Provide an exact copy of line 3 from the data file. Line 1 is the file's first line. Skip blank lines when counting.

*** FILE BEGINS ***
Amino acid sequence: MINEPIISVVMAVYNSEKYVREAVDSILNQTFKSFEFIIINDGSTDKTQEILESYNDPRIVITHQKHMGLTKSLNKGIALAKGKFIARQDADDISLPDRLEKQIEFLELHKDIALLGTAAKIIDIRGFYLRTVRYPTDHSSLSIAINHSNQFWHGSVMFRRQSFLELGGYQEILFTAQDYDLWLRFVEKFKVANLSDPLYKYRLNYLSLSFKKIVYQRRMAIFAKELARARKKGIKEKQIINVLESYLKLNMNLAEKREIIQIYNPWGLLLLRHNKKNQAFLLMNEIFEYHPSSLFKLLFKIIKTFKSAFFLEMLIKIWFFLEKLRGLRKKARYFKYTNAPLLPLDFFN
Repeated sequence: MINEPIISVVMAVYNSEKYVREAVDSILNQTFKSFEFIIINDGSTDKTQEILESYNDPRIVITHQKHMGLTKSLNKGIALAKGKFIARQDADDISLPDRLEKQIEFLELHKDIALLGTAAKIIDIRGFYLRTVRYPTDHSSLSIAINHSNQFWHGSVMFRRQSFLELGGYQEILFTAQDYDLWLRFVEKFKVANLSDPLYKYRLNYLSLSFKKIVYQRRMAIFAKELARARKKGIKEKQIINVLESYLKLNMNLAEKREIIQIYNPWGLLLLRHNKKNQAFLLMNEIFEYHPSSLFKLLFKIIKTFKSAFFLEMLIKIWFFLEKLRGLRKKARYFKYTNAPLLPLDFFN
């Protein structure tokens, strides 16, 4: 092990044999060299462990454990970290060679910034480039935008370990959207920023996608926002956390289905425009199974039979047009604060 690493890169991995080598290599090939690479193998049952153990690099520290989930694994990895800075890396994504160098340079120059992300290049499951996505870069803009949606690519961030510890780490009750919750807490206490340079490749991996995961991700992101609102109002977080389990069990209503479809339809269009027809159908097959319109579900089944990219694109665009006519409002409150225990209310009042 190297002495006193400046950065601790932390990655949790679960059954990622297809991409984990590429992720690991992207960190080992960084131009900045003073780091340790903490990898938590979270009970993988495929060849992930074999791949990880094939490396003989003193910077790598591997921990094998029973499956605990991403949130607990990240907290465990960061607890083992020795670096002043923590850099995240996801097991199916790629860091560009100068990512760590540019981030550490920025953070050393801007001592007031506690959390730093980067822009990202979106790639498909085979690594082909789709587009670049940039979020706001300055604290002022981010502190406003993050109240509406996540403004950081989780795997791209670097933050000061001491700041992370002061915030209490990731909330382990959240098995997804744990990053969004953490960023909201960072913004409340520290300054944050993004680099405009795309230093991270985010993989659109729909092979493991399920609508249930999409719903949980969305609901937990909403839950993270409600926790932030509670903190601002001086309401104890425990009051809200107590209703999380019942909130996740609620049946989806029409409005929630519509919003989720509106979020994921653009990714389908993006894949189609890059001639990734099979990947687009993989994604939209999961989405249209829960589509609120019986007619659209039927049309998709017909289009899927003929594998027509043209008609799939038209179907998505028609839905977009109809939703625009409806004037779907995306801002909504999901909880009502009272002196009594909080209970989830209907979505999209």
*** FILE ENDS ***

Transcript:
């Protein structure tokens, strides 16, 4: 092990044999060299462990454990970290060679910034480039935008370990959207920023996608926002956390289905425009199974039979047009604060 690493890169991995080598290599090939690479193998049952153990690099520290989930694994990895800075890396994504160098340079120059992300290049499951996505870069803009949606690519961030510890780490009750919750807490206490340079490749991996995961991700992101609102109002977080389990069990209503479809339809269009027809159908097959319109579900089944990219694109665009006519409002409150225990209310009042 190297002495006193400046950065601790932390990655949790679960059954990622297809991409984990590429992720690991992207960190080992960084131009900045003073780091340790903490990898938590979270009970993988495929060849992930074999791949990880094939490396003989003193910077790598591997921990094998029973499956605990991403949130607990990240907290465990960061607890083992020795670096002043923590850099995240996801097991199916790629860091560009100068990512760590540019981030550490920025953070050393801007001592007031506690959390730093980067822009990202979106790639498909085979690594082909789709587009670049940039979020706001300055604290002022981010502190406003993050109240509406996540403004950081989780795997791209670097933050000061001491700041992370002061915030209490990731909330382990959240098995997804744990990053969004953490960023909201960072913004409340520290300054944050993004680099405009795309230093991270985010993989659109729909092979493991399920609508249930999409719903949980969305609901937990909403839950993270409600926790932030509670903190601002001086309401104890425990009051809200107590209703999380019942909130996740609620049946989806029409409005929630519509919003989720509106979020994921653009990714389908993006894949189609890059001639990734099979990947687009993989994604939209999961989405249209829960589509609120019986007619659209039927049309998709017909289009899927003929594998027509043209008609799939038209179907998505028609839905977009109809939703625009409806004037779907995306801002909504999901909880009502009272002196009594909080209970989830209907979505999209």